Pole dancing and video blogging on the rise

Marketing as creative engineering

 

Joonas Tähtinen is an entrepreneur, video producer and the owner of a Finnish production company JooWorks. Years ago, he started shooting videos for Finnish companies and learned practical marketing without any formal education.

 

– Many people wanted a video, but they didn’t know what to actually do with it. So besides filming and editing, I also started participating in the planning part of how to use the video for their business. And little by little I came to know marketing more and more. I personally like stuff with function  and I like to understand how things work as a part of a system. But I also like creating things. This is marketing for me.

 

Joonas explains marketing as a part of a business chain that also contains production, sales, billing and management of customer relations. But from these parts, marketing is the first that can be left out.

 

– You can do business by just doing sales, production and billing. The purpose of marketing is to make these other segments more effective. It makes selling easier and creates an image about the company, which might help the management of customer relations. Marketing is where you create mental images. Create awareness about your brand or products.

 

Latest campaigning Joonas did was with TTY (Tampere University of Technology, Pori-unit). The task was to create a certain image about the university for potential students and channel them through Facebook for engineering program in the city of Pori.

 

– Application process in Finnish schools is standardized. So the only thing they could invest in was marketing. We wanted to create an image about the place as young, relaxed, modern, flexible, fast, top-research-making university. I was filming and planning the concept of the videos at the same time.

 

First step in a campaign like this is to figure out the target group. In this case the target group was young potential engineering students.

 

– The marketing had to be somehow extraordinary, comical and high tech. Mediasexy stuff like pole dancing or video blogging, so we decided to create a video-blog-like commercials about adventures of Santa Claus in Pori.

 

After figuring out the target group, it is helpful to create an avatar out of it. This means making up a fictional character that represents the target group, in order to get a glimpse of what are the likes and dislikes of an average representative of such a group.

 

– If we just start marketing without considering the target group’s perspective, we might end up campaigning with features that for example the TTY management is proud of. But these features might not at all be the reasons for our target group to apply for studies there. For example, we might want to mention that the school is advanced in thermal camera research. But there is a good chance that youngsters don’t care about such a thing. But when we create a fictional, but carefully considered avatar, we might realize that the target group could instead be interested in things like job opportunities, lasers, motors, college life etc.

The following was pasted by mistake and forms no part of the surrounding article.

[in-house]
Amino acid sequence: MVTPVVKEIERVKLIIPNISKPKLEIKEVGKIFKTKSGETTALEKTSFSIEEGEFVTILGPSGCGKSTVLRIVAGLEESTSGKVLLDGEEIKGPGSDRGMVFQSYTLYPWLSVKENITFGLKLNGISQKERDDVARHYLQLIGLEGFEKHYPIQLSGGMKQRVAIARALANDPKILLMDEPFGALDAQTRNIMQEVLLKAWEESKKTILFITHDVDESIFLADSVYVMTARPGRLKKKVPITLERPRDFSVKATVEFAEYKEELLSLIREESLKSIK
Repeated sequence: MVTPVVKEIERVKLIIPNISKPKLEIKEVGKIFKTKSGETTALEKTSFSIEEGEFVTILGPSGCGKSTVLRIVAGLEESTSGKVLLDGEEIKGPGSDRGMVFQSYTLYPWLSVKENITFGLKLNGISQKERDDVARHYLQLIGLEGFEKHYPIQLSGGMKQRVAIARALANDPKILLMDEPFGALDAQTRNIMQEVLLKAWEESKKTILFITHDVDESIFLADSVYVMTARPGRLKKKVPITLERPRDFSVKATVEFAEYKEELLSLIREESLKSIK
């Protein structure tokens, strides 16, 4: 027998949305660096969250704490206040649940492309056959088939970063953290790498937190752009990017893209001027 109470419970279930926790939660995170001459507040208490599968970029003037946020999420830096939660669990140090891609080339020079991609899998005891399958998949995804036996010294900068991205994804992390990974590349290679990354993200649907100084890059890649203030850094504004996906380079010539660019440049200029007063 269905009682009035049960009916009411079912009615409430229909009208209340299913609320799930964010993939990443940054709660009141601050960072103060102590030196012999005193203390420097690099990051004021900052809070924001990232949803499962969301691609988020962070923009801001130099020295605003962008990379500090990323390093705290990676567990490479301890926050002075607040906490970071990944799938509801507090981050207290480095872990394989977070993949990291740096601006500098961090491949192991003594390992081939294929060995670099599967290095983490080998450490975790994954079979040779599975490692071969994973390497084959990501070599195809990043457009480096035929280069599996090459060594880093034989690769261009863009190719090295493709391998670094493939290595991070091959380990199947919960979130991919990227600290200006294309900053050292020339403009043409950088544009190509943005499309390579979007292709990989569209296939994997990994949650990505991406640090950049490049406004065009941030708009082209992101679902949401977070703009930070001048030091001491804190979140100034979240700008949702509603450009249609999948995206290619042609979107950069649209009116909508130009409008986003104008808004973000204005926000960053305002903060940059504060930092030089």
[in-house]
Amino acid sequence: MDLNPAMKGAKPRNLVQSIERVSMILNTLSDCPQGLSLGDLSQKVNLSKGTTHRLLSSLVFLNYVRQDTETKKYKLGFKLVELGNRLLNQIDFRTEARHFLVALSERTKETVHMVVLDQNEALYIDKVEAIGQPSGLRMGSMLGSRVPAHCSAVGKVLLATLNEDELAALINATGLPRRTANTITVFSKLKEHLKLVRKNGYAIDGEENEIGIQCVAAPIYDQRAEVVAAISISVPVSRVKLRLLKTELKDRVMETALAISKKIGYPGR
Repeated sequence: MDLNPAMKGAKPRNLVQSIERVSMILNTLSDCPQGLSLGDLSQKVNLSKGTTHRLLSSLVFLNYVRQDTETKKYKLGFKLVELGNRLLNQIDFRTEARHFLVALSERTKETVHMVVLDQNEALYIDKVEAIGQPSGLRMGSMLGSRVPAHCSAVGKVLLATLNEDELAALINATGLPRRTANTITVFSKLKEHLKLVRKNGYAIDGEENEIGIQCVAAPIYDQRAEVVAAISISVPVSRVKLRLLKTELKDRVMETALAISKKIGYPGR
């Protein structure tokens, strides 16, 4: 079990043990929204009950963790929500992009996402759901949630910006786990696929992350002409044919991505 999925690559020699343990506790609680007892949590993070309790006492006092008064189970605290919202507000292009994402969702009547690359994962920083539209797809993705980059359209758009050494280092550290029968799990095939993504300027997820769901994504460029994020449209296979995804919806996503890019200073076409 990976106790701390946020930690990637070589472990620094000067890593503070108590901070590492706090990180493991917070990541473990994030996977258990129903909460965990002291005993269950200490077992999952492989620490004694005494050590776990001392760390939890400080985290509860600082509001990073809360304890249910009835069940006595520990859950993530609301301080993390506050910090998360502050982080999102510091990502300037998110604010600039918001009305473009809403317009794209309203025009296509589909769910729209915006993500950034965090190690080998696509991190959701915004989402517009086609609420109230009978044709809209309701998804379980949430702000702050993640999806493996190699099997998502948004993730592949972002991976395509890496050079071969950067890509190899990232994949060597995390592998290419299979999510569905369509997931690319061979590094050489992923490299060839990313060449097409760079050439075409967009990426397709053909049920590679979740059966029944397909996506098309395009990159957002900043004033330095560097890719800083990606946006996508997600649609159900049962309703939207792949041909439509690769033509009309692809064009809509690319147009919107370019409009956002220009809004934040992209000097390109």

The script for the campaign must be based on the interests of this fictional avatar. In TTY campaign, the story was about Santa Claus studying in Pori and filming himself on video while going around the campus and the city. These videos were posted in social media. During the process of posting materials online, it is important to consider what is the path of the client towards the goal as actual small steps.

 

– When a potential student sees the first post, he/she is unlikely to be convinced right away, but he/she might be a bit interested. So we have to offer him the next step on the ladder. It might be a blog article about Pori’s hipster restaurants. At this point he gets a mental image about Pori as a hipster-restaurant-city and if he happens to like hipster kind of restaurants, the positive feeling about Pori as a place to be, grows inside him.

 

Last step is measuring the results. Lesser results can be measured with surveys and social media likes. But even huge number of likes won’t necessarily mean success, since the people who actually go all the way and buy the product is what counts.

 

– The people who liked the videos might have had been children who were just fond of Santa Claus, but because of their age none of them could have applied to study engineering. After application period, we could of course measure the results easily. We could just look at the amount of people who applied to study there. If the amount was doubled compared to last year, our marketing was successful. If not, something we did was wrong and we would have had to further develop our strategy.

 

These are the basic steps of a modern marketing campaign. But as always, unique ideas rise above others. Besides understanding the system, successful marketing requires creativity and continuous effort in adapting to current social phenomenas and finding advantages in them.

 

 

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